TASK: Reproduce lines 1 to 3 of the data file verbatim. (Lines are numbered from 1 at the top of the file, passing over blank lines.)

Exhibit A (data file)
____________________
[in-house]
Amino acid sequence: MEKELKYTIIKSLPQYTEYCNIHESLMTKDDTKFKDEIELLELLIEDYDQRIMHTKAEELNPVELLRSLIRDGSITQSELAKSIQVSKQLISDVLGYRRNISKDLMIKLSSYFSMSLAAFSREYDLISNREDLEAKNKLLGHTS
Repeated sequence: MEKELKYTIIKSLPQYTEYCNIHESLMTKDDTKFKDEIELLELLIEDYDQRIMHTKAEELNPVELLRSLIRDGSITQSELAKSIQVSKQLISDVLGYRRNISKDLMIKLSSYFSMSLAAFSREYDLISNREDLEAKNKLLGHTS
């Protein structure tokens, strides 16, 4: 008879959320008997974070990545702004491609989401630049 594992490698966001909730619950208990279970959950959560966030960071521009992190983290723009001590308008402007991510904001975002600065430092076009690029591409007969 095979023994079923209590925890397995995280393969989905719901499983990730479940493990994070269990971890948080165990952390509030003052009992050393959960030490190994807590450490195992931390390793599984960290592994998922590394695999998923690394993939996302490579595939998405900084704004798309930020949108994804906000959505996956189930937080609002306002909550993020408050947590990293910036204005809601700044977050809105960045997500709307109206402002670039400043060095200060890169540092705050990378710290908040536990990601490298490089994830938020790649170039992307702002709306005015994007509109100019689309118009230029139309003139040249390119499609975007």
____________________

[in-house]
Amino acid sequence: MEKELKYTIIKSLPQYTEYCNIHESLMTKDDTKFKDEIELLELLIEDYDQRIMHTKAEELNPVELLRSLIRDGSITQSELAKSIQVSKQLISDVLGYRRNISKDLMIKLSSYFSMSLAAFSREYDLISNREDLEAKNKLLGHTS
Repeated sequence: MEKELKYTIIKSLPQYTEYCNIHESLMTKDDTKFKDEIELLELLIEDYDQRIMHTKAEELNPVELLRSLIRDGSITQSELAKSIQVSKQLISDVLGYRRNISKDLMIKLSSYFSMSLAAFSREYDLISNREDLEAKNKLLGHTS